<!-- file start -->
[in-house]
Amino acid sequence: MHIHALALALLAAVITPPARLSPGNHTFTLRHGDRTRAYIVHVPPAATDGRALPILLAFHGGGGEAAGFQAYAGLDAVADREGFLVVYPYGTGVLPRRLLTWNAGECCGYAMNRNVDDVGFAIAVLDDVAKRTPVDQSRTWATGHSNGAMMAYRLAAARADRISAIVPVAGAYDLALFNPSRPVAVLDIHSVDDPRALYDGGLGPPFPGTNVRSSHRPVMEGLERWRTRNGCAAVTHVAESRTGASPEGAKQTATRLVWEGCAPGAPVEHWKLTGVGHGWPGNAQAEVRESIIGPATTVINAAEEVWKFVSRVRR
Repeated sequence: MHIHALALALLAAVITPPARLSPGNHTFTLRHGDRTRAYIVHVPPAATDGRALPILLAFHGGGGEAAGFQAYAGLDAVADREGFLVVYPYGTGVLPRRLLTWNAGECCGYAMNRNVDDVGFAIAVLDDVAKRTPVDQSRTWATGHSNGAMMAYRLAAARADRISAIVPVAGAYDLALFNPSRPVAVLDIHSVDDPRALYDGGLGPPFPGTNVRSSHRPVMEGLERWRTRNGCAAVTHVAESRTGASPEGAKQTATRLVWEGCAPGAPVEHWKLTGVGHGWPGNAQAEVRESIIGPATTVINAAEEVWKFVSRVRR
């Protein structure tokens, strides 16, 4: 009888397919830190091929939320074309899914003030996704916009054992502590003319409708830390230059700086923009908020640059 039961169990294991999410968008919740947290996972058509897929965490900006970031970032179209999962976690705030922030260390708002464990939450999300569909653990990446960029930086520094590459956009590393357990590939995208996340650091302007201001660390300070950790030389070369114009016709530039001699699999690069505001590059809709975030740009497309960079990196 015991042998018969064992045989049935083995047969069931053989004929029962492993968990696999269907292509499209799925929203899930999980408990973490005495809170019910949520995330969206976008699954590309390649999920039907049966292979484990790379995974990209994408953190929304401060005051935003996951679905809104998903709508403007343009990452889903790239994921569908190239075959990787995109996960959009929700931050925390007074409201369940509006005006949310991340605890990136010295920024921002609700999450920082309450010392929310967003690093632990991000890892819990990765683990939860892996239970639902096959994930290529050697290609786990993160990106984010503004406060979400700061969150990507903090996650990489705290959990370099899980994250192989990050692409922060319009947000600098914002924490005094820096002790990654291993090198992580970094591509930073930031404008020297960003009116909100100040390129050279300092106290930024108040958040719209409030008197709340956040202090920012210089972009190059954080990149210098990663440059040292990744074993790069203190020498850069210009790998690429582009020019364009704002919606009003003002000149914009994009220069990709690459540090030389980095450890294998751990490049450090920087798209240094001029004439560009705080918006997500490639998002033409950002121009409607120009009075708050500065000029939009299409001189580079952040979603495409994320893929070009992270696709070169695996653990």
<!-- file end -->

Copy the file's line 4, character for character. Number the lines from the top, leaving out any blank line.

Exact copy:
């Protein structure tokens, strides 16, 4: 009888397919830190091929939320074309899914003030996704916009054992502590003319409708830390230059700086923009908020640059 039961169990294991999410968008919740947290996972058509897929965490900006970031970032179209999962976690705030922030260390708002464990939450999300569909653990990446960029930086520094590459956009590393357990590939995208996340650091302007201001660390300070950790030389070369114009016709530039001699699999690069505001590059809709975030740009497309960079990196 015991042998018969064992045989049935083995047969069931053989004929029962492993968990696999269907292509499209799925929203899930999980408990973490005495809170019910949520995330969206976008699954590309390649999920039907049966292979484990790379995974990209994408953190929304401060005051935003996951679905809104998903709508403007343009990452889903790239994921569908190239075959990787995109996960959009929700931050925390007074409201369940509006005006949310991340605890990136010295920024921002609700999450920082309450010392929310967003690093632990991000890892819990990765683990939860892996239970639902096959994930290529050697290609786990993160990106984010503004406060979400700061969150990507903090996650990489705290959990370099899980994250192989990050692409922060319009947000600098914002924490005094820096002790990654291993090198992580970094591509930073930031404008020297960003009116909100100040390129050279300092106290930024108040958040719209409030008197709340956040202090920012210089972009190059954080990149210098990663440059040292990744074993790069203190020498850069210009790998690429582009020019364009704002919606009003003002000149914009994009220069990709690459540090030389980095450890294998751990490049450090920087798209240094001029004439560009705080918006997500490639998002033409950002121009409607120009009075708050500065000029939009299409001189580079952040979603495409994320893929070009992270696709070169695996653990």